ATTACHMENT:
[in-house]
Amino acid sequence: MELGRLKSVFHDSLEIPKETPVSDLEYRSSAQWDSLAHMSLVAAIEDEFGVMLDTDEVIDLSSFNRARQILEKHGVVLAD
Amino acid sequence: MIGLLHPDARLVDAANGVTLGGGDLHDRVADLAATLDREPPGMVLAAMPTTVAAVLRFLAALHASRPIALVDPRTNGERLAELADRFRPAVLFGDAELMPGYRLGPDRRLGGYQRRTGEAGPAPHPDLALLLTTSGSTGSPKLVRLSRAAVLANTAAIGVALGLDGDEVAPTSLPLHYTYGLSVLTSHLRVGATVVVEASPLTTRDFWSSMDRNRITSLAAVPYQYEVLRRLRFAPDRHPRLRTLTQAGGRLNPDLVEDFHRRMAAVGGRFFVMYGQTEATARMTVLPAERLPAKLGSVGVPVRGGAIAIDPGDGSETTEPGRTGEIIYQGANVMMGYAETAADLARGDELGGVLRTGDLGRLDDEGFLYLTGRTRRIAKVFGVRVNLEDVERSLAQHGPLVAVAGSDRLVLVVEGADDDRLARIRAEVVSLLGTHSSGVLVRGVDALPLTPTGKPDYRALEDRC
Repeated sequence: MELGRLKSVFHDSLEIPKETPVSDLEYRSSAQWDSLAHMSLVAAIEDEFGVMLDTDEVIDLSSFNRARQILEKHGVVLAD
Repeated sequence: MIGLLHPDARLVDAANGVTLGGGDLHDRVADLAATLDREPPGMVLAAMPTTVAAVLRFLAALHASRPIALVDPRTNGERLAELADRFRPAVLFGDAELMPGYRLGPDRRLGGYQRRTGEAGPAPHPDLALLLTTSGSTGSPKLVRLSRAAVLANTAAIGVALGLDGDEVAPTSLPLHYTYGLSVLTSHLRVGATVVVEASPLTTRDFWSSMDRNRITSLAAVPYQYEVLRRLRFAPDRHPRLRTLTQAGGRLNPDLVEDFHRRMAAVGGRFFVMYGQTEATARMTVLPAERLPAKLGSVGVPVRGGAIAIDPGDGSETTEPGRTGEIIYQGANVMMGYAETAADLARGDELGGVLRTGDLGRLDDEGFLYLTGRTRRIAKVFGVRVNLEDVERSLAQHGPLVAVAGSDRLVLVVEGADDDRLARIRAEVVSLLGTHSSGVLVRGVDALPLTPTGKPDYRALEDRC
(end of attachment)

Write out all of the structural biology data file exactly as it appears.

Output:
[in-house]
Amino acid sequence: MELGRLKSVFHDSLEIPKETPVSDLEYRSSAQWDSLAHMSLVAAIEDEFGVMLDTDEVIDLSSFNRARQILEKHGVVLAD
Amino acid sequence: MIGLLHPDARLVDAANGVTLGGGDLHDRVADLAATLDREPPGMVLAAMPTTVAAVLRFLAALHASRPIALVDPRTNGERLAELADRFRPAVLFGDAELMPGYRLGPDRRLGGYQRRTGEAGPAPHPDLALLLTTSGSTGSPKLVRLSRAAVLANTAAIGVALGLDGDEVAPTSLPLHYTYGLSVLTSHLRVGATVVVEASPLTTRDFWSSMDRNRITSLAAVPYQYEVLRRLRFAPDRHPRLRTLTQAGGRLNPDLVEDFHRRMAAVGGRFFVMYGQTEATARMTVLPAERLPAKLGSVGVPVRGGAIAIDPGDGSETTEPGRTGEIIYQGANVMMGYAETAADLARGDELGGVLRTGDLGRLDDEGFLYLTGRTRRIAKVFGVRVNLEDVERSLAQHGPLVAVAGSDRLVLVVEGADDDRLARIRAEVVSLLGTHSSGVLVRGVDALPLTPTGKPDYRALEDRC
Repeated sequence: MELGRLKSVFHDSLEIPKETPVSDLEYRSSAQWDSLAHMSLVAAIEDEFGVMLDTDEVIDLSSFNRARQILEKHGVVLAD
Repeated sequence: MIGLLHPDARLVDAANGVTLGGGDLHDRVADLAATLDREPPGMVLAAMPTTVAAVLRFLAALHASRPIALVDPRTNGERLAELADRFRPAVLFGDAELMPGYRLGPDRRLGGYQRRTGEAGPAPHPDLALLLTTSGSTGSPKLVRLSRAAVLANTAAIGVALGLDGDEVAPTSLPLHYTYGLSVLTSHLRVGATVVVEASPLTTRDFWSSMDRNRITSLAAVPYQYEVLRRLRFAPDRHPRLRTLTQAGGRLNPDLVEDFHRRMAAVGGRFFVMYGQTEATARMTVLPAERLPAKLGSVGVPVRGGAIAIDPGDGSETTEPGRTGEIIYQGANVMMGYAETAADLARGDELGGVLRTGDLGRLDDEGFLYLTGRTRRIAKVFGVRVNLEDVERSLAQHGPLVAVAGSDRLVLVVEGADDDRLARIRAEVVSLLGTHSSGVLVRGVDALPLTPTGKPDYRALEDRC